Date: Wed, 23 Jun 1999 11:45:22 +03d0
Subject: Re: Halichos Shadchanus

The journal Mevakshei Toiro (published in Israel by Rabbi Aharon Roter) has
been running a series on Hilchos Shiduchin venisuin.

Perets Mett


From: Percy Mett <p.mett@...>
Date: Wed, 23 Jun 1999 11:45:25 +03d0
Subject: Re: Names

Daniel Stuhlman wrote:
>When my sister was growing up her Hebrew teachers told her that she had
>a man's name.  Before her wedding she changed her name from a masculine
>sounding, Mitel Elisha, to the feminine Michal Elisheva.  My father went

The interesting thing about this is that Michl is widely used as a man's
name! Especially in the combination Yechiel Michl.  (And before anyone
corrects me - yes, I am aware that Polish Jews pronounce this name as
Mechl, as indeed they tend to pronounce most chiriks which precede a chof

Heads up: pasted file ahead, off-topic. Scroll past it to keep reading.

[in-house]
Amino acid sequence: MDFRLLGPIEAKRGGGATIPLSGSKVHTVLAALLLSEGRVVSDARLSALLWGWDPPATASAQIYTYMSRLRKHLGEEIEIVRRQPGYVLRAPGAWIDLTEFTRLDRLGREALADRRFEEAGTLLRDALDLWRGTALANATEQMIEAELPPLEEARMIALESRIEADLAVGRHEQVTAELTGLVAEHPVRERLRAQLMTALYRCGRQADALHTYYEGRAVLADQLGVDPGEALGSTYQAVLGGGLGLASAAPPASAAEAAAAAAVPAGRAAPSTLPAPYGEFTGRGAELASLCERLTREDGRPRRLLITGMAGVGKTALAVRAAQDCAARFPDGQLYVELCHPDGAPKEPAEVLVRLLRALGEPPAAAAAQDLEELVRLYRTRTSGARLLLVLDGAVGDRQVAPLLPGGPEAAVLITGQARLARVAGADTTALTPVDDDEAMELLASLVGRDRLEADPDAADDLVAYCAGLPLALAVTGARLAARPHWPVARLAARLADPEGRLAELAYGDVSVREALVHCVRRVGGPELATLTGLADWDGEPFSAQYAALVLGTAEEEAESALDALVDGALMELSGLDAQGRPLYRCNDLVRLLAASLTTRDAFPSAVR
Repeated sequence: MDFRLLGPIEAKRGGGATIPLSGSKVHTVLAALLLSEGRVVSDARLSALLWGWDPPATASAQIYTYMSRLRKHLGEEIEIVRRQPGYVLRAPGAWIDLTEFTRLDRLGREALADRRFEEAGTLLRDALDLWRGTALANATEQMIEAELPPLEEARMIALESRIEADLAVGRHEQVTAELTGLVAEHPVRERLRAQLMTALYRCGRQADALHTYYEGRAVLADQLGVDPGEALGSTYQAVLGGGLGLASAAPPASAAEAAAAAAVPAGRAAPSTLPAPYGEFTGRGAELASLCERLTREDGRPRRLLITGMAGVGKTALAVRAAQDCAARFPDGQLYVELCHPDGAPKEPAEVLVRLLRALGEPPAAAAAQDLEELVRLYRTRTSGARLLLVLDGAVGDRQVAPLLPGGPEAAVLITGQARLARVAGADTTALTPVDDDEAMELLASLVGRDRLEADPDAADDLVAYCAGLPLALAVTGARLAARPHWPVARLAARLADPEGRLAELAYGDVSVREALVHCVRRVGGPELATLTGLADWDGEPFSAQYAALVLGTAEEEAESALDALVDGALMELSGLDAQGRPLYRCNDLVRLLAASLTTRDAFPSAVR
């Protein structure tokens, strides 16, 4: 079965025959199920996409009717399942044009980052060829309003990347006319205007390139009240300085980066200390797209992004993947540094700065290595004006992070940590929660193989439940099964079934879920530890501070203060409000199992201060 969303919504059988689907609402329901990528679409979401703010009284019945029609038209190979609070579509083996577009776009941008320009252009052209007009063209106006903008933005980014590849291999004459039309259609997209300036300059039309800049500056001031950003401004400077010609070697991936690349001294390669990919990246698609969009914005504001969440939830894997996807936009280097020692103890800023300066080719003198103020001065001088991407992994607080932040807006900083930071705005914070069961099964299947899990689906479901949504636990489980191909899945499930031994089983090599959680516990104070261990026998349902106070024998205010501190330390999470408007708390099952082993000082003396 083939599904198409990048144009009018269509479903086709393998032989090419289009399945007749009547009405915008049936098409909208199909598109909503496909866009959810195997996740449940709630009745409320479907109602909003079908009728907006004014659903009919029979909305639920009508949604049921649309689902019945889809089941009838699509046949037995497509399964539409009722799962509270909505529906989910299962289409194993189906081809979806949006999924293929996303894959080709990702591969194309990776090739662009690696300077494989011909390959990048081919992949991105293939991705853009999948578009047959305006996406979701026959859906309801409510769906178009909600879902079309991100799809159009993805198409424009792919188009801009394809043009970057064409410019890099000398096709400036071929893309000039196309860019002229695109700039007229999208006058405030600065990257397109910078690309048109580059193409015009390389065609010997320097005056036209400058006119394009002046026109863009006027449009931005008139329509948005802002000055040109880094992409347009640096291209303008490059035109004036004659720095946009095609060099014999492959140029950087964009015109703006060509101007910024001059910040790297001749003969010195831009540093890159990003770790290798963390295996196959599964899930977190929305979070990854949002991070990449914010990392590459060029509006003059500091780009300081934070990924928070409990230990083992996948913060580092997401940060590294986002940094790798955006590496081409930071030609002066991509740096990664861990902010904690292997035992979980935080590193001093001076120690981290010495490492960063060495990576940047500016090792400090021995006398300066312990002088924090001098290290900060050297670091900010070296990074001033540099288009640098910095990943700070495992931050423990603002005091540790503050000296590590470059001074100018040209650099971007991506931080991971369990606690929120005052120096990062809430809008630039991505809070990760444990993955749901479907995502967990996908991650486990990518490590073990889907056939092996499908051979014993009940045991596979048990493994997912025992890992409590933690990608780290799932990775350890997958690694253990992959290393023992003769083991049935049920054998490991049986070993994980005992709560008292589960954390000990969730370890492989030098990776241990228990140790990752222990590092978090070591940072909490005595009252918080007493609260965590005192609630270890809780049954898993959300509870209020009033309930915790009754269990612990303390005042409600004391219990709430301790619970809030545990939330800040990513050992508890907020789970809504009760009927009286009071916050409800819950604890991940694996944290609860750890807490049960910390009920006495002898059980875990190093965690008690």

or reysh)

Perets Mett


From: Yosef Gilboa <bfgilboa@...>
Date: Wed, 23 Jun 1999 11:29:47 -0700
Subject: Re: Number of verses in the 10 Commandments

> From: Alexander Heppenheimer <Alexander.Heppenheimer@...>
> > Russell Hendel asks about the custom to read the 10 Commandments as 10
> > verses:
> >But...this goes against the established principle that we have no
> >right to make into sentences verses that Moses did not make into
> >sentences..
> My understanding is that in this case, there are actually two different
> Mesorahs of how to divide the 10 Commandments into pesukim. (Actually,
> there are three: one that divides them into 13 pesukim, as found in our
> standard Chumashim, and which we follow in private reading; another,
> which divides them into 9 pesukim (combining the first two
> Commandments), which is the standard one used in public Torah reading;